• Jaymoon

      Warning: Dumb question might be ahead!

      I've been on Sprint my entire mobile life, so I'm curious... The 4G-LTE pentaband version, will that support T-Mobile's HSPA+?

      I'm looking to switch to T-Mobile very soon, and I doubt they have (or will have any time soon) LTE in my small town.

      • ProductFRED

        The trick with GSM phones is in the frequencies. You'll always get EDGE (2G) for calling, texting, and basic data connectivity. (EDGE is basically 1X for GSM)

        - AT&T right now (and most of Europe) uses primarily: 850/1900 MHz for 3G and HSPA+ (what T-Mobile right now calls 4G, which can actually be fast). LTE is a different story. The average smartphone does 850/900/1900/2100 MHz for 3G/HSPA+. This doesn't really matter, but the lower the frequency, the better the signal quality, especially inside of buildings (AT&T right now = 850/1900 MHz, T-Mobile = 1700 MHz/2100 MHz. This is why AT&T has better coverage.)

        - T-Mobile is shifting over slowly to 1900 MHz (right now it's on 1700 MHz, aka "AWS"). They'll soon be 1900/2100 MHz, which as you can see above, the average smartphone supports. As of now, most phones from overseas or AT&T will only get EDGE on T-Mobile because 1700 MHz is kind of an odd frequency outside of North America, and most non-T-Mobile devices don't support it. There are a few exceptions of course, like the Galaxy Nexus and Nexus 4. What this means is that eventually, if you can get 3G/HSPA+ on AT&T, it will work on T-Mobile too. That includes iPhones, for example. I live in NYC and a few areas have already switched over to 1900 MHz. This is what you keep reading about ("refarming" of spectrum).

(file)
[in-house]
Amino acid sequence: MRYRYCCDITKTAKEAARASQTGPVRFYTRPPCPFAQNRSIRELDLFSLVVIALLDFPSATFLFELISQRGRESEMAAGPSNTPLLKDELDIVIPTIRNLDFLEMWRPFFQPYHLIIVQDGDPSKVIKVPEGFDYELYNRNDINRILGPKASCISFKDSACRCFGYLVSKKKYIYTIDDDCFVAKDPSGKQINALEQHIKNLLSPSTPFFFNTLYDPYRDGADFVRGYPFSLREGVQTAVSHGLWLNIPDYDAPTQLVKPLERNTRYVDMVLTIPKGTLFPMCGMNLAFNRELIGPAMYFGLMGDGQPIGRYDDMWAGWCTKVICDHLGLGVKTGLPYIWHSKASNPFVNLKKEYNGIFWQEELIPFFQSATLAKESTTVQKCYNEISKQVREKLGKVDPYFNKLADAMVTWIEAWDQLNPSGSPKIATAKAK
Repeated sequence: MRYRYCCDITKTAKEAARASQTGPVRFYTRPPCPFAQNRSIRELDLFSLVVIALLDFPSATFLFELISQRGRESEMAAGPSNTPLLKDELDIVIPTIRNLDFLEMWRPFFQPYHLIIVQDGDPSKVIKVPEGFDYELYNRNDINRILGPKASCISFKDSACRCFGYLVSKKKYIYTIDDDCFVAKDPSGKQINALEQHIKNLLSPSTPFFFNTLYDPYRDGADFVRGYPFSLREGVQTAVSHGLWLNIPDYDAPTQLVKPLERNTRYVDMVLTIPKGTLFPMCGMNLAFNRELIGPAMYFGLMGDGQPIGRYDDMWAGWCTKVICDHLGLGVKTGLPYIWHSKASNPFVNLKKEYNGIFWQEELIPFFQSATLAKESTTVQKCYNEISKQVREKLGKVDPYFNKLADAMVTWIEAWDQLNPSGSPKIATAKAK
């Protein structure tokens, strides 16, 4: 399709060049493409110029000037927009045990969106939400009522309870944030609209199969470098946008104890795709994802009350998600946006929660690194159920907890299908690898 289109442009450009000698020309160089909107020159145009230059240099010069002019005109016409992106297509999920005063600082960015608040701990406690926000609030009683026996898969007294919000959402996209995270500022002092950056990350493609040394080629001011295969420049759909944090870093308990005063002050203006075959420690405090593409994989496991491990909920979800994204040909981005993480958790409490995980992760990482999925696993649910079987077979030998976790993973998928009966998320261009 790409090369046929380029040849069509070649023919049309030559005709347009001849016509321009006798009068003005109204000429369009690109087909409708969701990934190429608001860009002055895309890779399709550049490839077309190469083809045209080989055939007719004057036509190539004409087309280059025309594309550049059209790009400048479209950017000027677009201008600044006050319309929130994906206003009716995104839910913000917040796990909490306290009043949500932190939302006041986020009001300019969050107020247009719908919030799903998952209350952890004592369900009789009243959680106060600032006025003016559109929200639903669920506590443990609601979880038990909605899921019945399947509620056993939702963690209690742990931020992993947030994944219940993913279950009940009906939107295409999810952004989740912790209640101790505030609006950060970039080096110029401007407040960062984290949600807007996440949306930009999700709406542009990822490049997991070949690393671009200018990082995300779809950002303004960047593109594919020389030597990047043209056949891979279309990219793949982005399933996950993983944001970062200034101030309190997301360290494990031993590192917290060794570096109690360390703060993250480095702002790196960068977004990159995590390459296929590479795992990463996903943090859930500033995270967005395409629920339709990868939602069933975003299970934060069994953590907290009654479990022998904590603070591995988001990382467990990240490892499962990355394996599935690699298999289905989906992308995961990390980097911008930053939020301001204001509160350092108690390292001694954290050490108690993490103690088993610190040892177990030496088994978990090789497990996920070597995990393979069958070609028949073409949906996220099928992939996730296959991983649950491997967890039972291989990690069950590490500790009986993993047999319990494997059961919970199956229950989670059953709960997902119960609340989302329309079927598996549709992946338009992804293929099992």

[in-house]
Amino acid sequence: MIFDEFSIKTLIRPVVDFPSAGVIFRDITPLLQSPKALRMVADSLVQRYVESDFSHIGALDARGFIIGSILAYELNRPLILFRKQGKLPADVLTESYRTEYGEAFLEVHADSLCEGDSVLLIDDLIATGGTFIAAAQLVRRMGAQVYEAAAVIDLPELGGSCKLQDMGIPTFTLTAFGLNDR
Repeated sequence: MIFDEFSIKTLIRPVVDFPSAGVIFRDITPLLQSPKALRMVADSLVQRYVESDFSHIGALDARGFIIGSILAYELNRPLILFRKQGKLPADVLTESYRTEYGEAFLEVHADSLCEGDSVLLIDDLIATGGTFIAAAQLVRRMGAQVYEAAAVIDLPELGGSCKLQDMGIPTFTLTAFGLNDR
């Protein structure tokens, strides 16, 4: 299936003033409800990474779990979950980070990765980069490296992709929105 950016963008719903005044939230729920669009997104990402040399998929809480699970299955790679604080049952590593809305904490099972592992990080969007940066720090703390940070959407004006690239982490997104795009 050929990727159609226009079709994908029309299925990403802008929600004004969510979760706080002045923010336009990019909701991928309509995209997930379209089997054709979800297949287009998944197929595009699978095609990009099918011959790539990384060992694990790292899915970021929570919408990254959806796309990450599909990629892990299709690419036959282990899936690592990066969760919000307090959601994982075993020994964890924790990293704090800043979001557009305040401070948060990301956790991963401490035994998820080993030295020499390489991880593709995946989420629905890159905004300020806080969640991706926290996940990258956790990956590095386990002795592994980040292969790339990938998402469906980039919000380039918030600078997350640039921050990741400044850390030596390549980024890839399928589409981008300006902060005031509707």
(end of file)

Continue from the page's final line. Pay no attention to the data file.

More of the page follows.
I'm not sure what Bands AT&T and T-Mobile use for LTE, but it's easy to Google. As you can see, compatibility won't be a concern for long because newer phones support both networks' LTE. Overall, what T-Mobile lacks in coverage, it makes up for in pricing and data speeds. Even without LTE, T-Mobile devices can get up to 42 Mbps (and on average 10-20 Mbps where I am) on HSPA+. And that's without the battery drainage of LTE.

        • s44

          (1) T-Mo uses DC-HSPA, which is double the bandwidth of AT&T's HSPA+ and actually reaches/tops LTE speeds. So AT&T's non-LTE "4G" isn't at all comparable to T-Mo's.
          (2) Almost all of NYC has already been refarmed.
          (3) T-Mo uses AWS for LTE. AT&T uses band 17 (one of the "700mhz" bands that's incompatible with the one Verizon uses). Because LTE rollouts outside of North America use neither of these, "newer phones" will only support them if they're intended for here.

          • ProductFRED

            1. I'm aware that T-Mobile uses DC-HSPA+. He's talking about frequency compatibility, not data throughput DC-HSPA+ is not available on most T-Mobile phones anyways.

            2. Isn't that what I said? I live in Brooklyn and there's refarmed spectrum, but not on most of Staten Island.

            3. I said that T-Mobile is removing their HSPA+ service off of AWS spectrum. I never mentioned that it's going to become LTE on AWS (which is correct, but I never said anything about it). And yes, I'm well aware of everything else you've mentioned.

            There was really no reason to downvote me; nothing I said was incorrect.

  • ebonyks

    ... and all at once, everyone who was considering purchasing this phone went out and bought themselves two nexus 4's